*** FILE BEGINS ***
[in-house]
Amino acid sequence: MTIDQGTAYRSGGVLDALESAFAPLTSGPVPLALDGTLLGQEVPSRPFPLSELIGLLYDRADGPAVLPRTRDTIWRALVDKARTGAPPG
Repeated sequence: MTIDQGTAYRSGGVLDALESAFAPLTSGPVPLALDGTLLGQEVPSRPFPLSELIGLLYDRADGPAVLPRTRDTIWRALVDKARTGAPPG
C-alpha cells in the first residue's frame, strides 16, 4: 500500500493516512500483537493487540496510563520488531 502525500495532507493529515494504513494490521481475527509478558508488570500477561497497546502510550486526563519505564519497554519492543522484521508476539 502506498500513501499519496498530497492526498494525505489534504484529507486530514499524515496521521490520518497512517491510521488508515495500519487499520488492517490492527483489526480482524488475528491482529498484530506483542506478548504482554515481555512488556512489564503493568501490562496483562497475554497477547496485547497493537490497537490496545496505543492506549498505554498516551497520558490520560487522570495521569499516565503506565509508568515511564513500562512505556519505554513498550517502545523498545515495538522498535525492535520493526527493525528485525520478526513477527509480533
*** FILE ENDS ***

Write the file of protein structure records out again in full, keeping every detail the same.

[in-house]
Amino acid sequence: MTIDQGTAYRSGGVLDALESAFAPLTSGPVPLALDGTLLGQEVPSRPFPLSELIGLLYDRADGPAVLPRTRDTIWRALVDKARTGAPPG
Repeated sequence: MTIDQGTAYRSGGVLDALESAFAPLTSGPVPLALDGTLLGQEVPSRPFPLSELIGLLYDRADGPAVLPRTRDTIWRALVDKARTGAPPG
C-alpha cells in the first residue's frame, strides 16, 4: 500500500493516512500483537493487540496510563520488531 502525500495532507493529515494504513494490521481475527509478558508488570500477561497497546502510550486526563519505564519497554519492543522484521508476539 502506498500513501499519496498530497492526498494525505489534504484529507486530514499524515496521521490520518497512517491510521488508515495500519487499520488492517490492527483489526480482524488475528491482529498484530506483542506478548504482554515481555512488556512489564503493568501490562496483562497475554497477547496485547497493537490497537490496545496505543492506549498505554498516551497520558490520560487522570495521569499516565503506565509508568515511564513500562512505556519505554513498550517502545523498545515495538522498535525492535520493526527493525528485525520478526513477527509480533